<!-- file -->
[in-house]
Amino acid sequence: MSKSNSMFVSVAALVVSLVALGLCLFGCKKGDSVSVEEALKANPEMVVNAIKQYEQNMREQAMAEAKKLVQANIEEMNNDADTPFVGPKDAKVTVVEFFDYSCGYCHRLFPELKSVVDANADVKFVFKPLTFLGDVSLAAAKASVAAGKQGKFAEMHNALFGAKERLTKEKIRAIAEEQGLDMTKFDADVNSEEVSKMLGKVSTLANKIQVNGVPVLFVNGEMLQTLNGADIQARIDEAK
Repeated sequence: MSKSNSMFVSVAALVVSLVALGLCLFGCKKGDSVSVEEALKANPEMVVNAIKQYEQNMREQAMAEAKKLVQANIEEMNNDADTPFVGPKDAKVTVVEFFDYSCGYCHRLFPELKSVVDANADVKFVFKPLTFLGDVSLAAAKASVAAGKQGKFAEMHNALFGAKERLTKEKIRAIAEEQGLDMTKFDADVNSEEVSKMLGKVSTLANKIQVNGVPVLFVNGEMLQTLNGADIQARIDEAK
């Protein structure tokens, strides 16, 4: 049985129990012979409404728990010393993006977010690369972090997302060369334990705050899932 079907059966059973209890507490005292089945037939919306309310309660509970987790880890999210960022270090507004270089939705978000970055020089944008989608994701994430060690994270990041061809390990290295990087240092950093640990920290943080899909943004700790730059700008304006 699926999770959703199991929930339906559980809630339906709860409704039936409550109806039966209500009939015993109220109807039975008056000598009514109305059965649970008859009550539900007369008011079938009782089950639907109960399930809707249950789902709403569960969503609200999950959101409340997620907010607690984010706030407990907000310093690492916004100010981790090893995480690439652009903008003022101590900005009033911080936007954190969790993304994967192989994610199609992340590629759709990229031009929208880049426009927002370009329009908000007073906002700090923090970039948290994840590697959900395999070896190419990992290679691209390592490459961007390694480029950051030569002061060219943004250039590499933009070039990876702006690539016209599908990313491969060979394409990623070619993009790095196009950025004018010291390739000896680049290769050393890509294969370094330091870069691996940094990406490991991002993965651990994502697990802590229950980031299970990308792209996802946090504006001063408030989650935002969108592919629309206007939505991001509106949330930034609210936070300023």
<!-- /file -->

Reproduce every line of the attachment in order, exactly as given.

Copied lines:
[in-house]
Amino acid sequence: MSKSNSMFVSVAALVVSLVALGLCLFGCKKGDSVSVEEALKANPEMVVNAIKQYEQNMREQAMAEAKKLVQANIEEMNNDADTPFVGPKDAKVTVVEFFDYSCGYCHRLFPELKSVVDANADVKFVFKPLTFLGDVSLAAAKASVAAGKQGKFAEMHNALFGAKERLTKEKIRAIAEEQGLDMTKFDADVNSEEVSKMLGKVSTLANKIQVNGVPVLFVNGEMLQTLNGADIQARIDEAK
Repeated sequence: MSKSNSMFVSVAALVVSLVALGLCLFGCKKGDSVSVEEALKANPEMVVNAIKQYEQNMREQAMAEAKKLVQANIEEMNNDADTPFVGPKDAKVTVVEFFDYSCGYCHRLFPELKSVVDANADVKFVFKPLTFLGDVSLAAAKASVAAGKQGKFAEMHNALFGAKERLTKEKIRAIAEEQGLDMTKFDADVNSEEVSKMLGKVSTLANKIQVNGVPVLFVNGEMLQTLNGADIQARIDEAK
């Protein structure tokens, strides 16, 4: 049985129990012979409404728990010393993006977010690369972090997302060369334990705050899932 079907059966059973209890507490005292089945037939919306309310309660509970987790880890999210960022270090507004270089939705978000970055020089944008989608994701994430060690994270990041061809390990290295990087240092950093640990920290943080899909943004700790730059700008304006 699926999770959703199991929930339906559980809630339906709860409704039936409550109806039966209500009939015993109220109807039975008056000598009514109305059965649970008859009550539900007369008011079938009782089950639907109960399930809707249950789902709403569960969503609200999950959101409340997620907010607690984010706030407990907000310093690492916004100010981790090893995480690439652009903008003022101590900005009033911080936007954190969790993304994967192989994610199609992340590629759709990229031009929208880049426009927002370009329009908000007073906002700090923090970039948290994840590697959900395999070896190419990992290679691209390592490459961007390694480029950051030569002061060219943004250039590499933009070039990876702006690539016209599908990313491969060979394409990623070619993009790095196009950025004018010291390739000896680049290769050393890509294969370094330091870069691996940094990406490991991002993965651990994502697990802590229950980031299970990308792209996802946090504006001063408030989650935002969108592919629309206007939505991001509106949330930034609210936070300023």